Sexual harassment is any unwanted or unwelcome sexual behaviour, which makes a person feel offended, humiliated or intimidated. It’s unlawful.
Most people know what sexual assault is. People usually struggle with whether a particular incident is sexual harassment. Here are some examples which can be sexual harassment:
- staring or leering;
- unnecessary familiarity, such as deliberately brushing up against you or unwelcome touching;
- suggestive comments or jokes;
- insults or taunts of a sexual nature (more on that over here);
- intrusive questions or statements about another’s private life;
- displaying porn, nude posters, lads magazines or calendars;
- sending sexually explicit emails, text messages or SnapChats; and
- requests for sex or repeated unwanted requests to go out on dates.
Employers’ liability goes beyond the obvious workplace and includes outside working hours. The conduct needs to be connected to work. That includes office parties and staffies. It can include two employees talking to each other, emailing, text messages, phone calls and social media.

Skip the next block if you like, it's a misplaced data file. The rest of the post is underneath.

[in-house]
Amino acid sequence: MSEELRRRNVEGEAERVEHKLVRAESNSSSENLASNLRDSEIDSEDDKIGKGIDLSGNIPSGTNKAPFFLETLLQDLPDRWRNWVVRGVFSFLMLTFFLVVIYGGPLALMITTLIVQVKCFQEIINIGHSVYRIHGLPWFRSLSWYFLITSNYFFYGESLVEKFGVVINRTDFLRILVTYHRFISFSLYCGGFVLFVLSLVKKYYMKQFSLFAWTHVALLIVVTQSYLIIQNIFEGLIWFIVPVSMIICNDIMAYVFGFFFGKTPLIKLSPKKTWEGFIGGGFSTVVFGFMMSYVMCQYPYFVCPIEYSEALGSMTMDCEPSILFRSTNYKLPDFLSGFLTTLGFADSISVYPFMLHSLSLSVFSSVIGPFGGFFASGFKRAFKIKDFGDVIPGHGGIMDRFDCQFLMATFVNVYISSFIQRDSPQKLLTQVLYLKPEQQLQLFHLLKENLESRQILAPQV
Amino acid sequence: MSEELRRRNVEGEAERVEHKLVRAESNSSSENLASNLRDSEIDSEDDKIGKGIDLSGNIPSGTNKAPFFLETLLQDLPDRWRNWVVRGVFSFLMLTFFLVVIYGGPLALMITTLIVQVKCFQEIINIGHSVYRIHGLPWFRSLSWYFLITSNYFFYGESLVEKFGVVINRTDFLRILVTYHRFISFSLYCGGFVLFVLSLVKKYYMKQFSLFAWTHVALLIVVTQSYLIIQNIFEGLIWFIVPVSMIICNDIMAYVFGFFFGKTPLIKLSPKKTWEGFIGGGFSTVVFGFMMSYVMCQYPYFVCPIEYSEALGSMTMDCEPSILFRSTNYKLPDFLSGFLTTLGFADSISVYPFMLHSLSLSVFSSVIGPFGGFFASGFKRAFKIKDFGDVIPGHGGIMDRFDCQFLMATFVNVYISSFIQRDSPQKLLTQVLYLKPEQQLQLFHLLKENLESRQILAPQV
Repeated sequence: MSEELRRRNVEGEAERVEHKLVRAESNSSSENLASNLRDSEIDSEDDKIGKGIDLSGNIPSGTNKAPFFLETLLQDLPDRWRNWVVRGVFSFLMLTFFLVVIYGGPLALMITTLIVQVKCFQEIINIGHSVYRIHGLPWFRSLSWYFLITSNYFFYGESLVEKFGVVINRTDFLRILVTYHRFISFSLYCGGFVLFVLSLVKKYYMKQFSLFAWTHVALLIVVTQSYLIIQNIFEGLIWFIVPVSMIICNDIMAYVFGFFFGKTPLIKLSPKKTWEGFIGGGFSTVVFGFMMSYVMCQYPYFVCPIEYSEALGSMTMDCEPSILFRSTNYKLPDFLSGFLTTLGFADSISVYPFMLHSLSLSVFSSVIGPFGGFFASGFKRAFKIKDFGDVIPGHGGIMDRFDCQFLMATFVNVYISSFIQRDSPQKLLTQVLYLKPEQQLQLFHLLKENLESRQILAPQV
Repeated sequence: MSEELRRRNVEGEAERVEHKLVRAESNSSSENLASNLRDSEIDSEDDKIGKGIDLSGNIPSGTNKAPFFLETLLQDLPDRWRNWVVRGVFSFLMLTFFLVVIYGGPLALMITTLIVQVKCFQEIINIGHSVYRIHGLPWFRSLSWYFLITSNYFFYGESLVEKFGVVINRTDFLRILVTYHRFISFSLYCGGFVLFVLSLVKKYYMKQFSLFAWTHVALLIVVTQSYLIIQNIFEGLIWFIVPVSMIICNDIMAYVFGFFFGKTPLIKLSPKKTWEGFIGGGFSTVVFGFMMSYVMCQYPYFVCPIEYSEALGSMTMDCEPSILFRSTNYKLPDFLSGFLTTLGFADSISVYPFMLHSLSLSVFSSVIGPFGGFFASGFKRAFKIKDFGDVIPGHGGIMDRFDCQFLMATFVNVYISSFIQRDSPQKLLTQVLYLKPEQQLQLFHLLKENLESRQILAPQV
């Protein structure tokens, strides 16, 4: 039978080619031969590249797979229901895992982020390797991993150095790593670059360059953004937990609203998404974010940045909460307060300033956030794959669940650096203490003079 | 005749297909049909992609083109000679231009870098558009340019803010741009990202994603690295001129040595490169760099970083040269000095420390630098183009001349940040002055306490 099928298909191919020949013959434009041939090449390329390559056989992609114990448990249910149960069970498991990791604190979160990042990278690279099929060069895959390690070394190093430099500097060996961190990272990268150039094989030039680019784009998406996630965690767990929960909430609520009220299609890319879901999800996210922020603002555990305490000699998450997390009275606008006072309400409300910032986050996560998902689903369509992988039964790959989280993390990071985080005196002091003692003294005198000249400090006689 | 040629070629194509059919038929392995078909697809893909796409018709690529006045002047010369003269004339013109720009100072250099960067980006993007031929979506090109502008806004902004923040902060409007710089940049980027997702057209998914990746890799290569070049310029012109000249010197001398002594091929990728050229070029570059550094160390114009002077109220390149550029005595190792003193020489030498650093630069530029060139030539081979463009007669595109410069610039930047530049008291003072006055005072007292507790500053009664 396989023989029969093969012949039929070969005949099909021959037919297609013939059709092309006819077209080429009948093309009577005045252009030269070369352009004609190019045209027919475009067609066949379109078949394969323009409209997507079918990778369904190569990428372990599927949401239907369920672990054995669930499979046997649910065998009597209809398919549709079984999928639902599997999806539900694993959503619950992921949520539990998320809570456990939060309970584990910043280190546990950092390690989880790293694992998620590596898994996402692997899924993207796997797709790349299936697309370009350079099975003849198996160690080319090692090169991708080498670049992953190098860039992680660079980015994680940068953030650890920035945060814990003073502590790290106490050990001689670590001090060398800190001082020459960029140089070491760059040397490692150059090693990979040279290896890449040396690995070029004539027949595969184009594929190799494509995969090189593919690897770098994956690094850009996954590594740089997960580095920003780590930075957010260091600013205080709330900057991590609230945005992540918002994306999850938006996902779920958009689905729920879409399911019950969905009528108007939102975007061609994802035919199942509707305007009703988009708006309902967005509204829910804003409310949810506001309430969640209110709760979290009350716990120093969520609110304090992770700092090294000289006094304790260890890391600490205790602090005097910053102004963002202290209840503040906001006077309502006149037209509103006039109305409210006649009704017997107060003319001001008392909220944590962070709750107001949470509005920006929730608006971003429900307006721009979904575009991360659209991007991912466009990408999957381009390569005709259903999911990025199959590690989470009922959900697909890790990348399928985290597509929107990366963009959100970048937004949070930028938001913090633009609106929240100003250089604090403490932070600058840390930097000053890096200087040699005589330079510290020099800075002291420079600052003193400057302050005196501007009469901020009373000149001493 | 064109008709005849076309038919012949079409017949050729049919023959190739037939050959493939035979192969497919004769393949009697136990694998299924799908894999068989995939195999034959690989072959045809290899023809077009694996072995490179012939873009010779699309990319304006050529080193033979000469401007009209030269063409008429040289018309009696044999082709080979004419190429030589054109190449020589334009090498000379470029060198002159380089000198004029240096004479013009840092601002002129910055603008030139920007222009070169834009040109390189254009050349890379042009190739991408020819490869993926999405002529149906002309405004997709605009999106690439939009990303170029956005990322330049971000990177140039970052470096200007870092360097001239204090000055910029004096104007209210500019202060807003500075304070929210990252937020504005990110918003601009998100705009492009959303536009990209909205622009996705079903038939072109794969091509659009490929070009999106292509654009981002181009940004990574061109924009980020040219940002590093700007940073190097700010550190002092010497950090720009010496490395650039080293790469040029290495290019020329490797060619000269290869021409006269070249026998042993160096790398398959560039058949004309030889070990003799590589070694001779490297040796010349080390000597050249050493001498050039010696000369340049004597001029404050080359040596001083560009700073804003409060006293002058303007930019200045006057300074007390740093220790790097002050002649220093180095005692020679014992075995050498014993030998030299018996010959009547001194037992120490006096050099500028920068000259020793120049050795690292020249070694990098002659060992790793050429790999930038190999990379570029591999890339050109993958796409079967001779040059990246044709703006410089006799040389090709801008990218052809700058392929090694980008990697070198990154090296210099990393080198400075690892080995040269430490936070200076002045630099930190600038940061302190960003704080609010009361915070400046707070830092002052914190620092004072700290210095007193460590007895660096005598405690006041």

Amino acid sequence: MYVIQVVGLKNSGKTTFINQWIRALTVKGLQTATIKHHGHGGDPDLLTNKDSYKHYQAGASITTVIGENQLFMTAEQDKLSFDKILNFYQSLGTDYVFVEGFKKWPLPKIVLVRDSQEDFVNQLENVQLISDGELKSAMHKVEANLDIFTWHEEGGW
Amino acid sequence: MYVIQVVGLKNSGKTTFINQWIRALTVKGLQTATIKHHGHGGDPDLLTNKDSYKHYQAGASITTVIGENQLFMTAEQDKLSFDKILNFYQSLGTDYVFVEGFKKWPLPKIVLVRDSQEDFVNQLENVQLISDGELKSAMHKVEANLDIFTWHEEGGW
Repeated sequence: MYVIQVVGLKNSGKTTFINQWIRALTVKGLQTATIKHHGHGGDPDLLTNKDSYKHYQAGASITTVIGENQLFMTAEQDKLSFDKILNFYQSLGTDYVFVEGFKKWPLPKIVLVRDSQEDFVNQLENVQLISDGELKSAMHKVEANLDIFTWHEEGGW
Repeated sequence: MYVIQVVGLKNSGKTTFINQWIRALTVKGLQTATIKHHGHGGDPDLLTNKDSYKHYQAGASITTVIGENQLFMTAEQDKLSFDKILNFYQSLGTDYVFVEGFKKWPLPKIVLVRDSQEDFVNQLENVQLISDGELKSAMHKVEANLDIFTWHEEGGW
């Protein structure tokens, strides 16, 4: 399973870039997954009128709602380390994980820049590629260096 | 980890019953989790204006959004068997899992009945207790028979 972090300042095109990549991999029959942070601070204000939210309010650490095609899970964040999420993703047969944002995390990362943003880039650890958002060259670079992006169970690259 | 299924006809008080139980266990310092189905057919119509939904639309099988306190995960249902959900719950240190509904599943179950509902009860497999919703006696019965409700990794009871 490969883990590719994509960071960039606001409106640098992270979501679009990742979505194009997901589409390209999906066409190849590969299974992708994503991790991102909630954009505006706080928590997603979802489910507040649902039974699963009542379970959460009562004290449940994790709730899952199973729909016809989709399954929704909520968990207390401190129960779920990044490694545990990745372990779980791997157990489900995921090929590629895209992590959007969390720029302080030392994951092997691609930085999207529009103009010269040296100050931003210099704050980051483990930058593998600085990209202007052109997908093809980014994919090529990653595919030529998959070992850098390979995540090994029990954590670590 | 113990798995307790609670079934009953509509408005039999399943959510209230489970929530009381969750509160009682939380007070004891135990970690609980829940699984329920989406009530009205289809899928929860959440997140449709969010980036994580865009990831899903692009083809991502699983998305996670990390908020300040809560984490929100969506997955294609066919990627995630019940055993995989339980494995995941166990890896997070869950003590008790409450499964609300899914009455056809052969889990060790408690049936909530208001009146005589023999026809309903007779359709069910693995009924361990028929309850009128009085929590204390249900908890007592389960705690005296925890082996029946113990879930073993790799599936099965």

It’s an OHS and sex discrimination issue. It can be a bullying issue if one or a few employees are being targeted. You know, like happens in some kitchens, which gets passed off as ‘just jokes’.
Employers are liable where the employee sexually harasses another (that’s called vicarious liability). A recent appeal increased the payout from $18,000 to $130,000.
Employers: you have a positive duty to prevent sexual harassment. The first step to fulfilling that duty is to have a sexual harassment policy which every employee has read and understood.
Don’t have a sexual harassment policy? You’re at risk. Get in touch.